News report from the Philippines indicate that the victim’s sister, Mary Anikow and his 77 year-old mother traveled to Manila to observed the trial in 2013.  “The United States is not perfect; everyone knows this. But most people generally don’t get away with murder,” Ms Anikow said.

Ambassador Goldberg in the ANC interview said that the Philippine Department of Justice promised the embassy there could be something done with regard to the probation. “But it has been appealed once, and it was denied. So it looks like it’s the end of the road,” he said.

‘Well-to-do kids accused in murder of American diplomat’s husband get visas to study in the United States’ — please, can we at least make sure we don’t end up with a headline like that?

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U.S. Embassy Bolivia: A Post Far From Heaven, Read the Fine Details in the Classified OIG Annex!

— Domani Spero
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Which regional bureau recalled one post’s top two officials prior to the arrival of the OIG inspectors?
Burn Bag, March 23, 2014

 

According to the OIG report on the US Embassy in La Paz, Bolivia released on July 17, just before the OIG inspection conducted in February and March 2014, the State Department “recalled the chargé and the political/economic section chief who served as acting DCM from August 2012 to September 2013 and took steps to mitigate some of the embassy’s leadership problems.”

How do you recall the embassy’s top two officials? Very quietly, presumably.  There were no public announcements or statements.  There have been some pretty awful embassies with leadership problems but we have seldom heard the recall of both the number #1 and #2 at the same time. So, what happened?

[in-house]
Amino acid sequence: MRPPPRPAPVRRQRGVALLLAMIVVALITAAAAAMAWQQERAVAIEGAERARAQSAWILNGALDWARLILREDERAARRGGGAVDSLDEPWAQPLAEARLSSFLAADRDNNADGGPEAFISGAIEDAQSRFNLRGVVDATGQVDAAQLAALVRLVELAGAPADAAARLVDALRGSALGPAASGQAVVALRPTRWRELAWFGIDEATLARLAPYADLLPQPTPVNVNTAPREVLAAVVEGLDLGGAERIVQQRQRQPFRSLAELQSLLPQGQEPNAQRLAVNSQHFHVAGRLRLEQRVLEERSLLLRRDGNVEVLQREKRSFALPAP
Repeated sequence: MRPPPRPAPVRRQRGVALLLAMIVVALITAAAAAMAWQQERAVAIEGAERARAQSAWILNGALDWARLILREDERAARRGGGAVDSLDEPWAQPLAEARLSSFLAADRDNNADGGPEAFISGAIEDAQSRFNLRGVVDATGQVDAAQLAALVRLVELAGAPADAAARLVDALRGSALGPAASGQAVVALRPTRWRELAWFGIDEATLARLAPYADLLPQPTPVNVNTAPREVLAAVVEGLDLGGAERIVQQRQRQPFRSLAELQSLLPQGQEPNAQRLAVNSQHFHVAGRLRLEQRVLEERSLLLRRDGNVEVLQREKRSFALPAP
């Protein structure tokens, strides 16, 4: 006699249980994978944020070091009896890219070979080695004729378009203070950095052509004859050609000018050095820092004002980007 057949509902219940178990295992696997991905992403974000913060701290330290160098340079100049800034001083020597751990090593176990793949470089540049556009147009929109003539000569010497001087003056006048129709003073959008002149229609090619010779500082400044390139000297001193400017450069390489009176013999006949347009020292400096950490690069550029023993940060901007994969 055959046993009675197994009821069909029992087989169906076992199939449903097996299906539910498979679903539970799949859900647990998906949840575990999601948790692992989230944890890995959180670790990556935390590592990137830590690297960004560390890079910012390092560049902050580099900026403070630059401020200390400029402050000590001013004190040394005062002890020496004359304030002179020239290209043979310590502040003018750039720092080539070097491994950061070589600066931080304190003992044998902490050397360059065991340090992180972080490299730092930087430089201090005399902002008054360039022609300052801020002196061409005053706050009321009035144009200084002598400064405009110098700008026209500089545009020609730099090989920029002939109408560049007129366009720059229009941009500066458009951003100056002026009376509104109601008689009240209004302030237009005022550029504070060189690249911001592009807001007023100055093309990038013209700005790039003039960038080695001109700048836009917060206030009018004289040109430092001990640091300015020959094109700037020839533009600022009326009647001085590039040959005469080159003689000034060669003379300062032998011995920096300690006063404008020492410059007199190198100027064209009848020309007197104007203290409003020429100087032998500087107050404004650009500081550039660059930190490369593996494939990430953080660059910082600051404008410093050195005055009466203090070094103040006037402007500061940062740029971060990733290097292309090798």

This OIG report has a classified annex which includes supplemental narrative and recommendations.  This is not the first time that a report has a classified annex but this is one of the few we can recall since the OIG stopped issuing the Inspector’s Evaluation Reports for senior embassy officials.  So now, all the bad stuff is just dumped in the classified annex of the report where the OIG says that “Portions of context, leadership, resource management, Equal Employment Opportunity, and quality of life in the annex should be read in conjunction with this report.” We have no access to the annex and of course, only State Department insiders who theoretically, have a “need to know” can access the classified material.

via US Embassy La Paz/FB

via US Embassy La Paz/FB

Here is what the publicly available, sanitized report on US Embassy Bolivia says on Leadership:

The former chargé interacted with senior government officials more often and more effectively than the hostile environment might have suggested. He expanded his personal engagement with the local media. He negotiated an unexpected $2.4-million reimbursement of value-added taxes. Also, he initiated development of an updated mission vision that called for expanded outreach to the Bolivian people and greater focus on cultural programs and English-language training.